Children learn about diversity among people and families. Visitors are invited into school to provide children with meaningful real-life experiences. For example, children were taught how to build a brick wall by visitors from a building company, and they learn about different types of farm animals through a farm experience.

These experiences contribute well to children's broader development.

Governors are proud of the school. They are committed to ensuring that staff feel valued and that children receive a strong start to their education.

The school is conscious of the pressures on staff's workload, and it takes positive action to minimise this when possible.


The arrangements for safeguarding are effective.

What does the school need to do to improve?

(Information for the school and appropriate authority)

• In a few areas of learning, the school has not identified the essential knowledge that children need to learn.

This means that staff do not emphasise and revisit some important ideas and concepts. The school should make clear to staff the key foundational knowledge that it wants children to learn in each area of the school's curriculum. ? On occasion, the school does not ensure that some staff read stories well to children.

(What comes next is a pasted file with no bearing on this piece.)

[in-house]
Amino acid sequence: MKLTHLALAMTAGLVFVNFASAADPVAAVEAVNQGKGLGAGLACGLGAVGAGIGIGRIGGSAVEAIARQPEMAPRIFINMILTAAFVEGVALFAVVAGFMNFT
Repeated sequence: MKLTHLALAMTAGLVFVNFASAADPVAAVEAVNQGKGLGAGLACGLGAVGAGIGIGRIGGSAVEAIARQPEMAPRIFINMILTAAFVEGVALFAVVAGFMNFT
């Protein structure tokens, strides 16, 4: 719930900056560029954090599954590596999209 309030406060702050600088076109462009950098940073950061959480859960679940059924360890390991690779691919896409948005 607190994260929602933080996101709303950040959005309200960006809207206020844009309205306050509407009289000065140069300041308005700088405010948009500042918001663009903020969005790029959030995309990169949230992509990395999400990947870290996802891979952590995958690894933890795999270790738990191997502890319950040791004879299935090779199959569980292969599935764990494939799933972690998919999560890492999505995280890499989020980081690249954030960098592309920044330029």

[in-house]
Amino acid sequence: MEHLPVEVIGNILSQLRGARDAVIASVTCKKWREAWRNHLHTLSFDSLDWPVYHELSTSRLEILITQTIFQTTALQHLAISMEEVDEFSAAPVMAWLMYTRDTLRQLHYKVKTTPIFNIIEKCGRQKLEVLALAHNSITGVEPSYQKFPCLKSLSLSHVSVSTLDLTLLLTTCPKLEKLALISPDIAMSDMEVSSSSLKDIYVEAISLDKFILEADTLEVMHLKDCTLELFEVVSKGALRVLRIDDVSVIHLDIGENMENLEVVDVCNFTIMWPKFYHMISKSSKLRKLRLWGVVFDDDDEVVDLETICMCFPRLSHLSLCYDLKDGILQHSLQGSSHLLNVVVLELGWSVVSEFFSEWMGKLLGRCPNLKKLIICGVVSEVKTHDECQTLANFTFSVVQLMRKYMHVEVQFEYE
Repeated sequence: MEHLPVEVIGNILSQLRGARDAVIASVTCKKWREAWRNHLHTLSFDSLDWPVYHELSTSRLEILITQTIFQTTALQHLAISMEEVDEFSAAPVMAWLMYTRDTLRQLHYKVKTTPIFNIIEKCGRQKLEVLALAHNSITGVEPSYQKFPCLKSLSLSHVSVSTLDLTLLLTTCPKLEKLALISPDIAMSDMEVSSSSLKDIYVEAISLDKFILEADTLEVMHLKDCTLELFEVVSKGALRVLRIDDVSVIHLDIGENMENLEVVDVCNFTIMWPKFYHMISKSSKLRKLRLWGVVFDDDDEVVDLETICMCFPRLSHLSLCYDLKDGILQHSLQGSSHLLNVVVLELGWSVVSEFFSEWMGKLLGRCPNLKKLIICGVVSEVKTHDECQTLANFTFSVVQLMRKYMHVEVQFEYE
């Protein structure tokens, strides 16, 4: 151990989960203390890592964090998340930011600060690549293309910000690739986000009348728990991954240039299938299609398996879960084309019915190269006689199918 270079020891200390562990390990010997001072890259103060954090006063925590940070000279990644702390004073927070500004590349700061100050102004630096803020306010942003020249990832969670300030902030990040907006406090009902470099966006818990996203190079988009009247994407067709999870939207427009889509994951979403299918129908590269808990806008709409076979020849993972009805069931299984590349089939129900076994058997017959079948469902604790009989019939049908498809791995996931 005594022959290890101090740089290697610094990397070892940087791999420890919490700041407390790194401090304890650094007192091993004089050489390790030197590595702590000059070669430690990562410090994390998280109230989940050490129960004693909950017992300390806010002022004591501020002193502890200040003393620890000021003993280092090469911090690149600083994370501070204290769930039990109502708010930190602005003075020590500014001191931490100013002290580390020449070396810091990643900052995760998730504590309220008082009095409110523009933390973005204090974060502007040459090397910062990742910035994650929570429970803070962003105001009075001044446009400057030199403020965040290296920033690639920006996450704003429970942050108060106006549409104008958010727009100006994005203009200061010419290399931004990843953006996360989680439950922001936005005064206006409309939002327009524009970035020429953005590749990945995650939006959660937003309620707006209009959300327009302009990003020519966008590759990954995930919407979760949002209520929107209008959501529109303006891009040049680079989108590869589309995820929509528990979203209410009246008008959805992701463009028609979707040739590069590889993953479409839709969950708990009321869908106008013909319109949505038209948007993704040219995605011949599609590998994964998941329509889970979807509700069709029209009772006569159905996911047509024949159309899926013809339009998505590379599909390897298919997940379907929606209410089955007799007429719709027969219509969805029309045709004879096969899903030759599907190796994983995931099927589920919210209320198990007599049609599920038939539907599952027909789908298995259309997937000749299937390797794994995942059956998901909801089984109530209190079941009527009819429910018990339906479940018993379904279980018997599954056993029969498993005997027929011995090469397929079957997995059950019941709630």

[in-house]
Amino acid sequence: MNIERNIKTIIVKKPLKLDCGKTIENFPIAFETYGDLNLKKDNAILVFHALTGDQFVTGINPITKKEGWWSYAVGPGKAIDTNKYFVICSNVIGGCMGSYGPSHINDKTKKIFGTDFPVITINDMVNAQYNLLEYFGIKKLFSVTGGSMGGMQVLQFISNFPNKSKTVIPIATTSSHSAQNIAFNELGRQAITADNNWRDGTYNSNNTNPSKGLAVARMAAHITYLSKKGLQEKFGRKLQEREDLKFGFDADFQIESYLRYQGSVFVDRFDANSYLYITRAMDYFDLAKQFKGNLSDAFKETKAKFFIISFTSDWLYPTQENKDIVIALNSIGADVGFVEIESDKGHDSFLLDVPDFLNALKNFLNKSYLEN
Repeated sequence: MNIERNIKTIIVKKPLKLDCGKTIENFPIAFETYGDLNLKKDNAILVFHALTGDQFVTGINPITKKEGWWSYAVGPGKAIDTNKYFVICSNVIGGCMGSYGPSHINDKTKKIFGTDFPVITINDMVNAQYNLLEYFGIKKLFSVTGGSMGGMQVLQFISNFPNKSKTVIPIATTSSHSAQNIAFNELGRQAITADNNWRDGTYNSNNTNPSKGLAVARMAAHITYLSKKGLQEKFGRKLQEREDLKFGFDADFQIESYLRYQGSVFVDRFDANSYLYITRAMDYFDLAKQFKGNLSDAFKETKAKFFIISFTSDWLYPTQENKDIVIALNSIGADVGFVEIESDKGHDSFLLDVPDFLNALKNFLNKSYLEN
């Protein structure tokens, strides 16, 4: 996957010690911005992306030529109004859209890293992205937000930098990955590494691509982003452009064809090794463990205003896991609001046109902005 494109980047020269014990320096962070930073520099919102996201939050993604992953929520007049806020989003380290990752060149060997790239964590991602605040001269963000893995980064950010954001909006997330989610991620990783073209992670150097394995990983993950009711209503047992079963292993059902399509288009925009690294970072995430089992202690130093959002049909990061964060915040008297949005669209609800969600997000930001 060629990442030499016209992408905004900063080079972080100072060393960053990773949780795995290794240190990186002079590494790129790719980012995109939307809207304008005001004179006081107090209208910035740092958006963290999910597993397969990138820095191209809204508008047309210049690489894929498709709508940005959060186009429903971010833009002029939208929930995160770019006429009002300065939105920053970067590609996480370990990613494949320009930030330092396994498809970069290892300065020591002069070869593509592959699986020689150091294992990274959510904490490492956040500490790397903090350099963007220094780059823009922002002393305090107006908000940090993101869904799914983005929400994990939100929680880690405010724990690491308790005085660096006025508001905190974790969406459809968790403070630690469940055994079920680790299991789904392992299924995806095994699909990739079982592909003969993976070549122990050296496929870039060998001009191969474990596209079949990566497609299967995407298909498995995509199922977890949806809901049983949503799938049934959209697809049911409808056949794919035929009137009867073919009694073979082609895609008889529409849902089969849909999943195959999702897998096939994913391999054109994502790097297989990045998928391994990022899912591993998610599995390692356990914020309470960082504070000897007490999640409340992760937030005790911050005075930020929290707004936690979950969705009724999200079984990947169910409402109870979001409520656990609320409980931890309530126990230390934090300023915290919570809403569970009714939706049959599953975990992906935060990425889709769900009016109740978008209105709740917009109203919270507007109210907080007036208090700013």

This slows how quickly children develop a love of reading and limits their learning about books and stories. The school should ensure that staff have the knowledge they need to make story time a productive opportunity for developing children's communication and fostering a love of reading.


When we have judged a school to be outstanding, we will then normally go into the school about once every four years to confirm that the school remains outstanding.

This is called an ungraded inspection, and it is carried out under section 8 of the Education Act 2005. We do not give graded judgements on an ungraded inspection. However, if we find evidence that a school would now receive a higher or lower grade, then the next inspection will be a graded inspection, which is carried out under section 5 of the Act.

Usually this is within one to two years of the date of the ungraded inspection. If we have serious concerns about safeguarding, behaviour or the quality of education, we will deem the ungraded inspection a graded inspection immediately.

This is the second ungraded inspection since we judged the school to be outstanding in March 2013.